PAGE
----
A Pedacito Of A Papal Election In Vatican City, Italy
Witnessing the election of a Pope is not something that happens often and many of us can only watch the pomp and circumstance on television. However, I was one of the lucky ones who were there in 2013, watching as Pope Francis was introduced to the world as the next leader of the Catholic Church.
The conclave brings together all of the Cardinals in Rome to vote on the next Pope. It’s also famous for the white smoke and black smoke that come from the chimney of the Sistine Chapel.
Thousands of people descend upon the area near Vatican City to await the introduction of the new Pope, regardless of how long it takes. The focus is on that chimney, and for a few days, all we saw was black smoke, which indicates there is at least another vote to take place.
While there’s always a nice crowd in Rome, it’s even more pronounced during a conclave. Everyone knows they are part of history by being in the area, even though some of the normal attractions that typically bring someone to Rome are not available.
During the 2013 conclave, and the lead-up to it, tours of the Vatican were cut off to the public and a security perimeter was set up around Vatican City.
Restaurants near that area were more crowded than normal and the waits were longer than we experienced in the days leading up to the start of the conclave. But people showed up, if only to see it from the outside and be a part of this historic experience.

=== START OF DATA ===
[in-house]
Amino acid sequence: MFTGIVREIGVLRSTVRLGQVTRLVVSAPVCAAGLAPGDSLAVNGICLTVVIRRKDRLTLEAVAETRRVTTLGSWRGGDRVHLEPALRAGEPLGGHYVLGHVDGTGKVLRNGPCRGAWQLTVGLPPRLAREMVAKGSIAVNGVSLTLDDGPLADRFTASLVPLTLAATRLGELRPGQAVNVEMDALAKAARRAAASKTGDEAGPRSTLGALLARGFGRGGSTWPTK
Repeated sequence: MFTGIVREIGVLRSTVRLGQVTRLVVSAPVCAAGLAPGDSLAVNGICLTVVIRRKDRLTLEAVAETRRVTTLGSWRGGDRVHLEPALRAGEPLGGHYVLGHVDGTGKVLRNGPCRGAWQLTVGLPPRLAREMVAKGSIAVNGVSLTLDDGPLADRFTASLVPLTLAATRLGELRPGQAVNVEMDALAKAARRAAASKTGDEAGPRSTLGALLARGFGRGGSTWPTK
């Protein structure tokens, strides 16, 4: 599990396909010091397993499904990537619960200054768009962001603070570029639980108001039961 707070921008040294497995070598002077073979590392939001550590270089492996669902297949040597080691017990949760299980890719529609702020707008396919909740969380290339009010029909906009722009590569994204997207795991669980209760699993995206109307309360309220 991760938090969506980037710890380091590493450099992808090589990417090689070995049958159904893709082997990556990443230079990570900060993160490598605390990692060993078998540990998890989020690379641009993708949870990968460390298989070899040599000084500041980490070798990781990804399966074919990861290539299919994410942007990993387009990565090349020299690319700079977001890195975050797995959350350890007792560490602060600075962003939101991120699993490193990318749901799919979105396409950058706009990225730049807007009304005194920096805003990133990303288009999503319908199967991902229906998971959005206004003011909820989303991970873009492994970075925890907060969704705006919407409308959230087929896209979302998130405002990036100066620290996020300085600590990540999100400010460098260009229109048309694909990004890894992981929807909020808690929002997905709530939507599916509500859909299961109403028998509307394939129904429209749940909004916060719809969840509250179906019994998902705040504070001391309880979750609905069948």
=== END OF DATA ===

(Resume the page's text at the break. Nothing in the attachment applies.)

Once elected, the new Pope is introduced and the red curtains reveal who the Cardinals think will be the best leader of the church. The rain that encompassed Rome did not dampen any spirits and everyone standing outside of Vatican CIty was filled with excitement to get a glimpse of the newest Pope.
When the black smoke appeared, my work commitments had me at our location at the end of the Via Della Conciliazione. So when Pope Francis was introduced after the fifth ballot was cast, I watched it on TV while listening to the crowd's cheer outside our little trailer.
However, I did get to step out and get a super blurry photo of him on the balcony. It’s so blurry that I won’t share it, but I show it whenever anyone wants to know what it was like to be there when Pope Francis was introduced.
After the excitement of the election of the new Pope, I was able to stay in Rome another week or so and enjoy the city even more. Although the crowds subsided a bit, especially around Vatican City, they picked back up when Pope Francis gave his first mass a week later.
Whenever the time arises to elect a new Pope, I highly recommend being in Rome for this unique and historic event. Not only are you witnessing history, but it’s such a joyous occasion and everyone is happy.
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